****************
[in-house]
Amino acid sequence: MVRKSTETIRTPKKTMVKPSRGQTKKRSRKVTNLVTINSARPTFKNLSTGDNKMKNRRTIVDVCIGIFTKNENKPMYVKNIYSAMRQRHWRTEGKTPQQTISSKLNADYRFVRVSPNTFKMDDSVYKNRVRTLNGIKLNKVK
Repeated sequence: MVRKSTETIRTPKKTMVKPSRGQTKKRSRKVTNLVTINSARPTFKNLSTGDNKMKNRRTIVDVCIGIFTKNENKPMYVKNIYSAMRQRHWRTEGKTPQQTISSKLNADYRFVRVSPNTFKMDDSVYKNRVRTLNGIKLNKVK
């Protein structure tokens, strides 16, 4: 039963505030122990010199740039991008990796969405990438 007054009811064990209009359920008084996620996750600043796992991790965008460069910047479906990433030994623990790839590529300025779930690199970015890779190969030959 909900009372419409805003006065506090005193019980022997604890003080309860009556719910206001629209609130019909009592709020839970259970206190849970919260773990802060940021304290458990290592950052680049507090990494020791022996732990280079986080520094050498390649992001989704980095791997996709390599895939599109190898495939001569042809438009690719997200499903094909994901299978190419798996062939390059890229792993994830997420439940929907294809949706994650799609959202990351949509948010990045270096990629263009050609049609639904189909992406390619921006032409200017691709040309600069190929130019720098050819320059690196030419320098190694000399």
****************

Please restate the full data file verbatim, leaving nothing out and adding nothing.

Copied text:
[in-house]
Amino acid sequence: MVRKSTETIRTPKKTMVKPSRGQTKKRSRKVTNLVTINSARPTFKNLSTGDNKMKNRRTIVDVCIGIFTKNENKPMYVKNIYSAMRQRHWRTEGKTPQQTISSKLNADYRFVRVSPNTFKMDDSVYKNRVRTLNGIKLNKVK
Repeated sequence: MVRKSTETIRTPKKTMVKPSRGQTKKRSRKVTNLVTINSARPTFKNLSTGDNKMKNRRTIVDVCIGIFTKNENKPMYVKNIYSAMRQRHWRTEGKTPQQTISSKLNADYRFVRVSPNTFKMDDSVYKNRVRTLNGIKLNKVK
């Protein structure tokens, strides 16, 4: 039963505030122990010199740039991008990796969405990438 007054009811064990209009359920008084996620996750600043796992991790965008460069910047479906990433030994623990790839590529300025779930690199970015890779190969030959 909900009372419409805003006065506090005193019980022997604890003080309860009556719910206001629209609130019909009592709020839970259970206190849970919260773990802060940021304290458990290592950052680049507090990494020791022996732990280079986080520094050498390649992001989704980095791997996709390599895939599109190898495939001569042809438009690719997200499903094909994901299978190419798996062939390059890229792993994830997420439940929907294809949706994650799609959202990351949509948010990045270096990629263009050609049609639904189909992406390619921006032409200017691709040309600069190929130019720098050819320059690196030419320098190694000399």